“The European Commission cannot allow such a plan to pass automatically, it must examine it from top to bottom,” said the German commissioner in Monday’s edition of Die Welt.
He said the plan must “truly offer assurances that the business will survive and will be competitive for a length of time.”
Opel was bailed out late last month by a €1.5-billion ($2.1-billion) loan from Berlin as well as a promised initial investment of €700 million from Canadian auto parts maker Magna, which won the bidding war to take over the struggling firm.
Magna and General Motors, Opel’s parent company which has been bailed out by the US government, have haggled over finalising their preliminary agreement. Under the proposed deal, GM would keep 35 percent of the company and Opel’s workers would retain 10 percent. Magna would hold 20 percent, and Russia’s state bank Sberbank, which has joined forces in the deal with troubled Russian car maker GAZ, would have 35 percent.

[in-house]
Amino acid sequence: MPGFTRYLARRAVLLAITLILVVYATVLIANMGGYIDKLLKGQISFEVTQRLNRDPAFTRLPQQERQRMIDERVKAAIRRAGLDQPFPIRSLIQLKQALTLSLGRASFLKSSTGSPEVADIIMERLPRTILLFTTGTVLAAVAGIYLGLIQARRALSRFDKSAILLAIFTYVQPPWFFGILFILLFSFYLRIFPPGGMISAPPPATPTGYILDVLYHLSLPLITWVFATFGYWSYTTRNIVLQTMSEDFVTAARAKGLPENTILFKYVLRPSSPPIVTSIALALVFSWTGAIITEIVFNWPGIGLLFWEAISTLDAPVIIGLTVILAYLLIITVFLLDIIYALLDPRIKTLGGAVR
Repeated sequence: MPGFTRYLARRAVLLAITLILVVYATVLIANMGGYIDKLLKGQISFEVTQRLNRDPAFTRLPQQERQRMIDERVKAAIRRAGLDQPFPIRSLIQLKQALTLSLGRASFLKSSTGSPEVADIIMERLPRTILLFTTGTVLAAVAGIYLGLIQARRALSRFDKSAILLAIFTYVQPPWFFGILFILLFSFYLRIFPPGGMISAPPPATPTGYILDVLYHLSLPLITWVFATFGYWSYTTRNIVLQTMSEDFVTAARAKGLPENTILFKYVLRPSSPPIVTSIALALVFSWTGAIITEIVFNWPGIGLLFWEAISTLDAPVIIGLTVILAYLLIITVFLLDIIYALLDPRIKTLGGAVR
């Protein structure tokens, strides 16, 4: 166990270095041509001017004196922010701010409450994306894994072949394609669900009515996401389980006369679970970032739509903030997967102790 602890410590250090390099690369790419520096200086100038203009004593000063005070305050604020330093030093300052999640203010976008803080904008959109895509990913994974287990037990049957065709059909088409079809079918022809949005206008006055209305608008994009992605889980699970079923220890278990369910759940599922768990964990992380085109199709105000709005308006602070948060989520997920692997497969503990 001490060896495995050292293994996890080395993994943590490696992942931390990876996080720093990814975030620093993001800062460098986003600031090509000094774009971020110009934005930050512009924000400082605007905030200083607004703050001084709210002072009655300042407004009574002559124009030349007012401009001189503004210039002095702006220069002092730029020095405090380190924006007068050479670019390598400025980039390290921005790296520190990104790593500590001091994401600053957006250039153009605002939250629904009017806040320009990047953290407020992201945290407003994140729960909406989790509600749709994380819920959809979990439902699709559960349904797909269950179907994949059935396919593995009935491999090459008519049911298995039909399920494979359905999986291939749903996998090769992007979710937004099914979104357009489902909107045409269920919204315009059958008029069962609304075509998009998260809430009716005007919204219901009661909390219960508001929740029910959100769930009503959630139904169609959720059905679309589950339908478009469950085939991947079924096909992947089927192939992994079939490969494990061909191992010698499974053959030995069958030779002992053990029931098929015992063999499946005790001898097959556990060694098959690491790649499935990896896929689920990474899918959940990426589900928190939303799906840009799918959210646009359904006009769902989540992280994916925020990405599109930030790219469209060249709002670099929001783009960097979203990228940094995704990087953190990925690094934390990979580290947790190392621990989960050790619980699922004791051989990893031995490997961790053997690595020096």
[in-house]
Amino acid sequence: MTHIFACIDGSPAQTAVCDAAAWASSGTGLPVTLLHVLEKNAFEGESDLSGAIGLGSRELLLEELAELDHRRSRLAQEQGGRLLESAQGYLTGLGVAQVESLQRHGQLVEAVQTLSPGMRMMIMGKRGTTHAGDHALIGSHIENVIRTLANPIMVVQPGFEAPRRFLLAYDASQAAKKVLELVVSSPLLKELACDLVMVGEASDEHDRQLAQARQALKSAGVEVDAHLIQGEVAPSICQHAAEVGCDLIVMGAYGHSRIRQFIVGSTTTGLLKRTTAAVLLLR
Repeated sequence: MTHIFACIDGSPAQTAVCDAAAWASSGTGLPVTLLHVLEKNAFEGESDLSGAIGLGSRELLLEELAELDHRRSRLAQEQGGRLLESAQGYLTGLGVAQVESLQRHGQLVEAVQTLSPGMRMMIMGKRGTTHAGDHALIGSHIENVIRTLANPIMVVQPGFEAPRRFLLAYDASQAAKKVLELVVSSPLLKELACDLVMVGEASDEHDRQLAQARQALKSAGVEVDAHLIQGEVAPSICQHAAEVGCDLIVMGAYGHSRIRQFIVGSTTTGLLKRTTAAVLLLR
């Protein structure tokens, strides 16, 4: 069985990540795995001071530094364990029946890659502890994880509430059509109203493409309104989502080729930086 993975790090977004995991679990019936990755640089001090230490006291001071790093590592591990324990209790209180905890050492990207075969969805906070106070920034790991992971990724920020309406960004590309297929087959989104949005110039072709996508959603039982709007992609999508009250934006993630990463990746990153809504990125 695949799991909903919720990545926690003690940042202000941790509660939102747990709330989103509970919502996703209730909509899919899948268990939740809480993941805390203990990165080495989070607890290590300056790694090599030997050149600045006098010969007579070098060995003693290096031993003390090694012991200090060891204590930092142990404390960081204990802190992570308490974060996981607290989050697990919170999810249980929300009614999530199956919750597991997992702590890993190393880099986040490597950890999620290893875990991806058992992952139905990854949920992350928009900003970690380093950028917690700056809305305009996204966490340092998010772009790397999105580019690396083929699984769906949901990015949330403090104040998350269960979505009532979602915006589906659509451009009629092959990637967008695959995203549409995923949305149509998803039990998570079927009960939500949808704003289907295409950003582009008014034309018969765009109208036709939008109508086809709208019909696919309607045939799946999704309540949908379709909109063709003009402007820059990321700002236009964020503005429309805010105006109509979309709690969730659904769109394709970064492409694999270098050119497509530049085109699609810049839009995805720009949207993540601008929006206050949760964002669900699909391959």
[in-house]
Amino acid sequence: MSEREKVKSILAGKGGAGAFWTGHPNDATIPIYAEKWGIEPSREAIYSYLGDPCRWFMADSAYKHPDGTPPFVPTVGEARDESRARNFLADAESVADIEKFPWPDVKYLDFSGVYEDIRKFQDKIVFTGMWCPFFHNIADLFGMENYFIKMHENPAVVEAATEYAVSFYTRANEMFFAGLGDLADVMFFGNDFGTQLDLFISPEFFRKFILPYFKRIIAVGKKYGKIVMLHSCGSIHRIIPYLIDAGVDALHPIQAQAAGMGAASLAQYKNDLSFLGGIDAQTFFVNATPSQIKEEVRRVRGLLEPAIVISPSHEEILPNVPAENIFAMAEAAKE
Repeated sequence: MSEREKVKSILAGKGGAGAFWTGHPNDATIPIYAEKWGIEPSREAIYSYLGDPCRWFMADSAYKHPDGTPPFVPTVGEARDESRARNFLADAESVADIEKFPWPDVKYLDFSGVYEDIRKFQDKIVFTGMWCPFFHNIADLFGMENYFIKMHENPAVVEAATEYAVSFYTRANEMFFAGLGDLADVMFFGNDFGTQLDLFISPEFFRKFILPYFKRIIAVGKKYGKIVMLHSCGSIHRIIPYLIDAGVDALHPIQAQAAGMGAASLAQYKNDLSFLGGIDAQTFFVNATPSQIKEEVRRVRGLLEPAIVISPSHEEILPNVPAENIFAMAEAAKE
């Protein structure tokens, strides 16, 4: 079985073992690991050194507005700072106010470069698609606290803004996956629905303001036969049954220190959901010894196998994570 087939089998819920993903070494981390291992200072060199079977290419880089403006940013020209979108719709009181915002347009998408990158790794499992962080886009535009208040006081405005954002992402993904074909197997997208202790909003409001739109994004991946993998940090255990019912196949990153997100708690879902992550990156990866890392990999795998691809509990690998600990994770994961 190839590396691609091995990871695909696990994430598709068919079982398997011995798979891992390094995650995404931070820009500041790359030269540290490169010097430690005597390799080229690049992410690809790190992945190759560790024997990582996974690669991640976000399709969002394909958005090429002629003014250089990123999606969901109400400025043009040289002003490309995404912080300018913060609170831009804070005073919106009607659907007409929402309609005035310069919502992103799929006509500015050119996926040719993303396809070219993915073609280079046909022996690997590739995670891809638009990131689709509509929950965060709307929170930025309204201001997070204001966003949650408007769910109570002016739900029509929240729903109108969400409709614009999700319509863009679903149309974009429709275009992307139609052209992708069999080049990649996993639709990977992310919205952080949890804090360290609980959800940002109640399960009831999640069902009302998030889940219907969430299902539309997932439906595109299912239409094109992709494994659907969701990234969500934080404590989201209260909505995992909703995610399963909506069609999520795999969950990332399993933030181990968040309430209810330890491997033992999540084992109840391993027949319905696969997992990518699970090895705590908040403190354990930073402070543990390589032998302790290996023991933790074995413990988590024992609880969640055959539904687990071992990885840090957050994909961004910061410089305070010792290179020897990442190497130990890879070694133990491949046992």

“So far no investor in the world has come forward to continue the activities of GM Europe without public aid, that (shows) the risk for the business is very high,” Verheugen said.
“The only ones who incur a relatively low risk by participating in General Motors Europe are the Russians,” he added. “They are going to gain access to more modern technologies and can then build up their own automobile industry, suitable for exports.”
Verheugen admitted that in the end “the key decisions about the business could not be taken without the approval of the governments in Moscow and Washington.”